Serving in the U.S. Army for a little over 20 years, Sergeant Major Jeremy Knabenshue spent his time in service as an MP and worked as a K9 handler. It was during his time as a K9 handler for a Special Missions Unit that he first met Weblo, a Military Working Dog (MWD) that had a profound impact on Knabenshue’s life.
Their first deployment together
“When I was first assigned Weblo, he was a beat down dog from Holland that flinched at every sudden move,” Knabenshue said in a Coffee or Die interview. “I spent every single day for a year going to work to spend time with him and build our relationship until we deployed.”
During their first deployment together, Weblo was shot. Knabenshue credits Weblo with saving his life during that mission. It was during that fateful night that the two formed a bond that would last a lifetime.
“Our working dogs are selfless in everything they do simply to please their handlers and those who work with them,” said Knabenshue. “They give everything they have — to include their lives — without question to protect their pack.”
Saving lives was Weblo’s specialty
During his time in service, Weblo saved the men he was deployed with countless times. During one mission in Afghanistan, Knabenshue, Weblo, and an assault force made up of American operators were making their way toward a target. As they landed in the helicopter all hell broke loose.
During the chaos, Knabenshue and his team made their way toward the target. It was a hard push as they had to fight to get to the objective. As they approached the target compound and moved along the exterior wall, Knabenshue sent Weblo ahead to check for booby traps.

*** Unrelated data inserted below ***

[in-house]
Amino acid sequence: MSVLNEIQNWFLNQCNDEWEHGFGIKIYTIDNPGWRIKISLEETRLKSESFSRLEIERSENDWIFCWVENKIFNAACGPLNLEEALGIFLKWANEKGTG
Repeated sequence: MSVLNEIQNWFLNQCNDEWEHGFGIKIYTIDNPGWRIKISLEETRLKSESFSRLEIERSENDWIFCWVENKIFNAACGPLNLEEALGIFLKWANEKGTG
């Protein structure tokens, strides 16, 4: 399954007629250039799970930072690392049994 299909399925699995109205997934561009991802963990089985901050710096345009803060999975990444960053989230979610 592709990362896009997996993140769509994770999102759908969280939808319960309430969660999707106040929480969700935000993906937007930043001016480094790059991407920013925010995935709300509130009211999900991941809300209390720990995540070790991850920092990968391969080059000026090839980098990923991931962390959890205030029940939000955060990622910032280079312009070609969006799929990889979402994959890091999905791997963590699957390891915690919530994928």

As Weblo approached the front do0or, he turned left instead of right. While the MWD had at first appeared distracted, it was discovered that instead, he had detected an ambusher set to fire upon the group as they approached. Weblo had the attacker, who had an AK47 in hand, clenched in his jaws. Weblo’s actions probably saved many men that night.
“Personality-wise he was one of the guys,” Knabenshue said. “He was more than just a dog or a tool. He lived with us and was part of the team.”
Weblo gets a heartbreaking diagnosis
After Weblo retired, he went to live with Knabenshue. While living with Knabenshue, it was discovered that Weblo had cancer. As Weblo’s health declined, Knabenshue decided it was time to have him euthanized to avoid the pain that often accompanies a battle with cancer.
As a final show of respect and as a nod to his years of service to his country, Knabenshue decided to have Weblo euthanized while aboard an airborne helicopter. As Weblo and Knabenshue circled in the sky, the wind in his fur, the vet gave him the injection that would allow the MWD to peacefully pass on.
“There will never be another Weblo for me,” Knabenshue later wrote on his blog. “I miss him daily and wish that somehow he could still be here. His death hit me far harder than any of the deaths of friends I’ve lost over the years. He was more than a pet or partner; he was an extension of myself as I was a part of him. His ashes are now placed on a shelf over my bar so that he can still look over and protect us.”
Here is a video with more on the wonderful MWDs that serve in the U.S. military.
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